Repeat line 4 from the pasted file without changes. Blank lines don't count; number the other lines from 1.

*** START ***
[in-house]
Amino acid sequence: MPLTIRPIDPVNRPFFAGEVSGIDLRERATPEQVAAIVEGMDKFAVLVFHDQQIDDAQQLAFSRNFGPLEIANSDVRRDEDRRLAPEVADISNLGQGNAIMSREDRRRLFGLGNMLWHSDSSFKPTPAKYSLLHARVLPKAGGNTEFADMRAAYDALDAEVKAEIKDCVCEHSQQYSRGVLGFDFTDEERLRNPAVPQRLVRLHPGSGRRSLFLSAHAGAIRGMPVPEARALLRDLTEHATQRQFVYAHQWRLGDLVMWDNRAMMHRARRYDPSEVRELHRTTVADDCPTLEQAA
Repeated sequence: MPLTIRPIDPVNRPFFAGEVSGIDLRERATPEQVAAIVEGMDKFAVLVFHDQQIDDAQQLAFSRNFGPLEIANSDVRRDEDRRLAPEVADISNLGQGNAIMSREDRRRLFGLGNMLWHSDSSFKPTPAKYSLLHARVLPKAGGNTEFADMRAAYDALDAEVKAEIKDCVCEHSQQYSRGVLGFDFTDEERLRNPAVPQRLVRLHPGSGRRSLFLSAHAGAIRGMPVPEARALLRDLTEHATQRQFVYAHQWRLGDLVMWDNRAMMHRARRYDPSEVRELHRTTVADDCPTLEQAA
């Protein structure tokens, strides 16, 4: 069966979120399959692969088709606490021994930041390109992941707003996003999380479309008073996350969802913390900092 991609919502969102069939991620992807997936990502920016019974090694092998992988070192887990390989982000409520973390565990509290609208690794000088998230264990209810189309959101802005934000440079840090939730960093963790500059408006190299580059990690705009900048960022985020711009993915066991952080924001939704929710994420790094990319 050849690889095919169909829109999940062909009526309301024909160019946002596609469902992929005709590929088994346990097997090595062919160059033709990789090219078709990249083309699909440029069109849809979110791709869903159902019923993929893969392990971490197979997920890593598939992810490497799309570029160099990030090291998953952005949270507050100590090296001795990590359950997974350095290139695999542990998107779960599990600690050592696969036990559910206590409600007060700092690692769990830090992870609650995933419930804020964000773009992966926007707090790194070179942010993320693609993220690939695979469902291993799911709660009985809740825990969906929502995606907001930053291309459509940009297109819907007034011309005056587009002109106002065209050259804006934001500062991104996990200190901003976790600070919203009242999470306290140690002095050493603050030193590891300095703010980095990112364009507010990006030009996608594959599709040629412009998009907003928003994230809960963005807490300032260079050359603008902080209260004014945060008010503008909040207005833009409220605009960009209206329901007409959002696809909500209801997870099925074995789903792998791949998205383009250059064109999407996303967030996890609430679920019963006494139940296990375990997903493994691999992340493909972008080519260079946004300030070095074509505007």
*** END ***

């Protein structure tokens, strides 16, 4: 069966979120399959692969088709606490021994930041390109992941707003996003999380479309008073996350969802913390900092 991609919502969102069939991620992807997936990502920016019974090694092998992988070192887990390989982000409520973390565990509290609208690794000088998230264990209810189309959101802005934000440079840090939730960093963790500059408006190299580059990690705009900048960022985020711009993915066991952080924001939704929710994420790094990319 050849690889095919169909829109999940062909009526309301024909160019946002596609469902992929005709590929088994346990097997090595062919160059033709990789090219078709990249083309699909440029069109849809979110791709869903159902019923993929893969392990971490197979997920890593598939992810490497799309570029160099990030090291998953952005949270507050100590090296001795990590359950997974350095290139695999542990998107779960599990600690050592696969036990559910206590409600007060700092690692769990830090992870609650995933419930804020964000773009992966926007707090790194070179942010993320693609993220690939695979469902291993799911709660009985809740825990969906929502995606907001930053291309459509940009297109819907007034011309005056587009002109106002065209050259804006934001500062991104996990200190901003976790600070919203009242999470306290140690002095050493603050030193590891300095703010980095990112364009507010990006030009996608594959599709040629412009998009907003928003994230809960963005807490300032260079050359603008902080209260004014945060008010503008909040207005833009409220605009960009209206329901007409959002696809909500209801997870099925074995789903792998791949998205383009250059064109999407996303967030996890609430679920019963006494139940296990375990997903493994691999992340493909972008080519260079946004300030070095074509505007």